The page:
Uber Drivers in the UK Have Won the Right to be Employees

Employment Tribunal decides drivers are not "self-employed."

Oct 28 2016, 2:53pm

Image: Shutterstock

Drivers working for Uber in the United Kingdom have won the right to be classed as real employees of the company—rather than contractors, as they are presently—and are therefore entitled to be paid the national minimum wage (£7.20). The move comes after an employment tribunal decided today the drivers are not "self-employed."

The decision could turn Uber's business model on its head in the UK, as all of its British drivers—around 40,000—could now apply for basic employment rights such as holiday pay and paid breaks.

But Uber has said it will appeal against the ruling, which was brought against it by two Uber drivers.

Jo Bertram, the regional manager of Uber in the UK, said in a statement today, "Tens of thousands of people in London drive with Uber precisely because they want to be self-employed and their own boss. The overwhelming majority of drivers who use the Uber app want to keep the freedom and flexibility of being able to drive when and where they want. While the decision of this preliminary hearing only affects two people we will be appealing it."

Read more: The Sharing Economy of Disaster Relief

Uber's defense is this: The San Francisco-based company believes it is a pure technology company that hires self-employed contractors that can work as they want. But this means that the drivers are also not entitled to the same standard of rights regular employees get.

But the trade union GMB, which acted on the behalf of Uber drivers using two test cases, argued that drivers should be entitled to full worker benefits, and that Uber is acting unlawfully by not granting these rights.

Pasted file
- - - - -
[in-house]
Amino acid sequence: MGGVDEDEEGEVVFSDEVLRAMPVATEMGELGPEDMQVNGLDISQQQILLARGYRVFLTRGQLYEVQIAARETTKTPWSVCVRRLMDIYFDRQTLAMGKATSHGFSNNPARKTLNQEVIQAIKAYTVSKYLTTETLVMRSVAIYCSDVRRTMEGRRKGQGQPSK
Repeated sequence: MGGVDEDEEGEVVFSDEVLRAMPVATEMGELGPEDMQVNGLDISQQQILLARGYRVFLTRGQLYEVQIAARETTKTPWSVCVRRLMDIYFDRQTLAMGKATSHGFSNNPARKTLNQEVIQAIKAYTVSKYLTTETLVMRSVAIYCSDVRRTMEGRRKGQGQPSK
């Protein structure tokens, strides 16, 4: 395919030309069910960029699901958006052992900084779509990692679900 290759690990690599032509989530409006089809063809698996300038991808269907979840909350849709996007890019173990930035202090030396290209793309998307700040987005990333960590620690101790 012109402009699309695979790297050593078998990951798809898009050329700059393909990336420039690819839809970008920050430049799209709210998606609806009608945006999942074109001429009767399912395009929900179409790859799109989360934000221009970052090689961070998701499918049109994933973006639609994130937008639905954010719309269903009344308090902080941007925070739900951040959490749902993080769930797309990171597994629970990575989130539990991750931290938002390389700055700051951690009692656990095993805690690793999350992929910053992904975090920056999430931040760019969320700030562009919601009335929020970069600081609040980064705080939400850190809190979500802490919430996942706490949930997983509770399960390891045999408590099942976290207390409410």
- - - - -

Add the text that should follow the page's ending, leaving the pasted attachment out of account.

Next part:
"Uber runs a transportation business," read GMB's argument, "the drivers provide the skilled labor through which the organisation delivers its services and earns its profits."

One of the drivers in the case says he was receiving just £5.02 per hour in August after costs and fees were deducted. "Lawyers for the drivers also argued that Uber acts unlawfully by frequently deducting sums from drivers' pay, often without informing the drivers in advance, including when customers make complaints," said GMB.

"Bogus self-employment trap"

"Uber drivers and thousands of others caught in the bogus self-employment trap will now enjoy the same rights as employees. This outcome will be good for passengers too. Properly rewarded drivers are the same side of the coin as drivers who are properly licensed and driving well maintained and insured vehicles."

But Uber maintains that the case is just preliminary, and that the decision only affects the two specific drivers in the tribunal.

The decision comes after several high-profile class-action lawsuits in the US also sought to force Uber to recognize drivers as employees entitled to labor protections and certain benefits, though these were later overturned.

Get six of our favorite Motherboard stories every day by signing up for our newsletter.